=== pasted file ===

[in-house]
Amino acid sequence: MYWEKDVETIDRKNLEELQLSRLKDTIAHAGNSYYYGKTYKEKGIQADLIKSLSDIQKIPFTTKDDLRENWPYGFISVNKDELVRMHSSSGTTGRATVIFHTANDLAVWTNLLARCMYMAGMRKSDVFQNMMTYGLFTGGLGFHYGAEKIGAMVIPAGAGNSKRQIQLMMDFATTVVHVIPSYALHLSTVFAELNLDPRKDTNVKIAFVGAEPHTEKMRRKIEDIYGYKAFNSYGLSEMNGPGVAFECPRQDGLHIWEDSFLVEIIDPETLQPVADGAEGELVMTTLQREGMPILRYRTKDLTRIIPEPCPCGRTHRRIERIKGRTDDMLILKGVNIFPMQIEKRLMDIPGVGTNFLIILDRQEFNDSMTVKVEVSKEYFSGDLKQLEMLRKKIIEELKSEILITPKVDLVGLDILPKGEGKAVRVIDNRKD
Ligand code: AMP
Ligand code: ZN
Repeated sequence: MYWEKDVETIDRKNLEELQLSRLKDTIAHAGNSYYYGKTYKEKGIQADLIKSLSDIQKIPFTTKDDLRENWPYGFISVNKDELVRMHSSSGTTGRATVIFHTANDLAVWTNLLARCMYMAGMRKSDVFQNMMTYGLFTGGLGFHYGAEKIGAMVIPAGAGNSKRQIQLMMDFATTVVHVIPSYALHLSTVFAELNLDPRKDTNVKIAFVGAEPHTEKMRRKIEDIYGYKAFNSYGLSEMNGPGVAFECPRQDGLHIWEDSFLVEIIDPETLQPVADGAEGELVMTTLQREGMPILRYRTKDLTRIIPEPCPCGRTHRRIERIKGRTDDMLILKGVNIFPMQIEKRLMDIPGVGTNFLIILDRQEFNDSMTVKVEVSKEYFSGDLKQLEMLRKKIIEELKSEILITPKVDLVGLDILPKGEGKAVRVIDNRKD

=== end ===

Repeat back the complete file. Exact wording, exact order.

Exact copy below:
[in-house]
Amino acid sequence: MYWEKDVETIDRKNLEELQLSRLKDTIAHAGNSYYYGKTYKEKGIQADLIKSLSDIQKIPFTTKDDLRENWPYGFISVNKDELVRMHSSSGTTGRATVIFHTANDLAVWTNLLARCMYMAGMRKSDVFQNMMTYGLFTGGLGFHYGAEKIGAMVIPAGAGNSKRQIQLMMDFATTVVHVIPSYALHLSTVFAELNLDPRKDTNVKIAFVGAEPHTEKMRRKIEDIYGYKAFNSYGLSEMNGPGVAFECPRQDGLHIWEDSFLVEIIDPETLQPVADGAEGELVMTTLQREGMPILRYRTKDLTRIIPEPCPCGRTHRRIERIKGRTDDMLILKGVNIFPMQIEKRLMDIPGVGTNFLIILDRQEFNDSMTVKVEVSKEYFSGDLKQLEMLRKKIIEELKSEILITPKVDLVGLDILPKGEGKAVRVIDNRKD
Ligand code: AMP
Ligand code: ZN
Repeated sequence: MYWEKDVETIDRKNLEELQLSRLKDTIAHAGNSYYYGKTYKEKGIQADLIKSLSDIQKIPFTTKDDLRENWPYGFISVNKDELVRMHSSSGTTGRATVIFHTANDLAVWTNLLARCMYMAGMRKSDVFQNMMTYGLFTGGLGFHYGAEKIGAMVIPAGAGNSKRQIQLMMDFATTVVHVIPSYALHLSTVFAELNLDPRKDTNVKIAFVGAEPHTEKMRRKIEDIYGYKAFNSYGLSEMNGPGVAFECPRQDGLHIWEDSFLVEIIDPETLQPVADGAEGELVMTTLQREGMPILRYRTKDLTRIIPEPCPCGRTHRRIERIKGRTDDMLILKGVNIFPMQIEKRLMDIPGVGTNFLIILDRQEFNDSMTVKVEVSKEYFSGDLKQLEMLRKKIIEELKSEILITPKVDLVGLDILPKGEGKAVRVIDNRKD